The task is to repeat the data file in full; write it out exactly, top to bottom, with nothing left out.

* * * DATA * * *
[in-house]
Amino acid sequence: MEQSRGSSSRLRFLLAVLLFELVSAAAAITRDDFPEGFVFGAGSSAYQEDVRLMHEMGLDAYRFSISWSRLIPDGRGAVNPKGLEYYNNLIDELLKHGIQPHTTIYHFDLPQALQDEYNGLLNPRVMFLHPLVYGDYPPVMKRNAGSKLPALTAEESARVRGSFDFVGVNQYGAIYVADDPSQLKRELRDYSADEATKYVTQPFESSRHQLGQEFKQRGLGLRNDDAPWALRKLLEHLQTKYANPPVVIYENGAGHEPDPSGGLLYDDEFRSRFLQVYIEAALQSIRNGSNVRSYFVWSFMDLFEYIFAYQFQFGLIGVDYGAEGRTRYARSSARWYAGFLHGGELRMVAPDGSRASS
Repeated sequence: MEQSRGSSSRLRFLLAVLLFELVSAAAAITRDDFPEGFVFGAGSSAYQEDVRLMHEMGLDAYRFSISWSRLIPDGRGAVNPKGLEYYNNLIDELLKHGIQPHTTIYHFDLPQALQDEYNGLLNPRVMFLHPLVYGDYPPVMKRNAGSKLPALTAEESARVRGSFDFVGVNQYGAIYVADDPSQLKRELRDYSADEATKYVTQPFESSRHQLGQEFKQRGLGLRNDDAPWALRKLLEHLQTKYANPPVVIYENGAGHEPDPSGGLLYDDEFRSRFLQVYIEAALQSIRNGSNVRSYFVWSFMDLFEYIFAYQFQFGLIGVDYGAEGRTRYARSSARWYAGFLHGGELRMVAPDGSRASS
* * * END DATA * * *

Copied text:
[in-house]
Amino acid sequence: MEQSRGSSSRLRFLLAVLLFELVSAAAAITRDDFPEGFVFGAGSSAYQEDVRLMHEMGLDAYRFSISWSRLIPDGRGAVNPKGLEYYNNLIDELLKHGIQPHTTIYHFDLPQALQDEYNGLLNPRVMFLHPLVYGDYPPVMKRNAGSKLPALTAEESARVRGSFDFVGVNQYGAIYVADDPSQLKRELRDYSADEATKYVTQPFESSRHQLGQEFKQRGLGLRNDDAPWALRKLLEHLQTKYANPPVVIYENGAGHEPDPSGGLLYDDEFRSRFLQVYIEAALQSIRNGSNVRSYFVWSFMDLFEYIFAYQFQFGLIGVDYGAEGRTRYARSSARWYAGFLHGGELRMVAPDGSRASS
Repeated sequence: MEQSRGSSSRLRFLLAVLLFELVSAAAAITRDDFPEGFVFGAGSSAYQEDVRLMHEMGLDAYRFSISWSRLIPDGRGAVNPKGLEYYNNLIDELLKHGIQPHTTIYHFDLPQALQDEYNGLLNPRVMFLHPLVYGDYPPVMKRNAGSKLPALTAEESARVRGSFDFVGVNQYGAIYVADDPSQLKRELRDYSADEATKYVTQPFESSRHQLGQEFKQRGLGLRNDDAPWALRKLLEHLQTKYANPPVVIYENGAGHEPDPSGGLLYDDEFRSRFLQVYIEAALQSIRNGSNVRSYFVWSFMDLFEYIFAYQFQFGLIGVDYGAEGRTRYARSSARWYAGFLHGGELRMVAPDGSRASS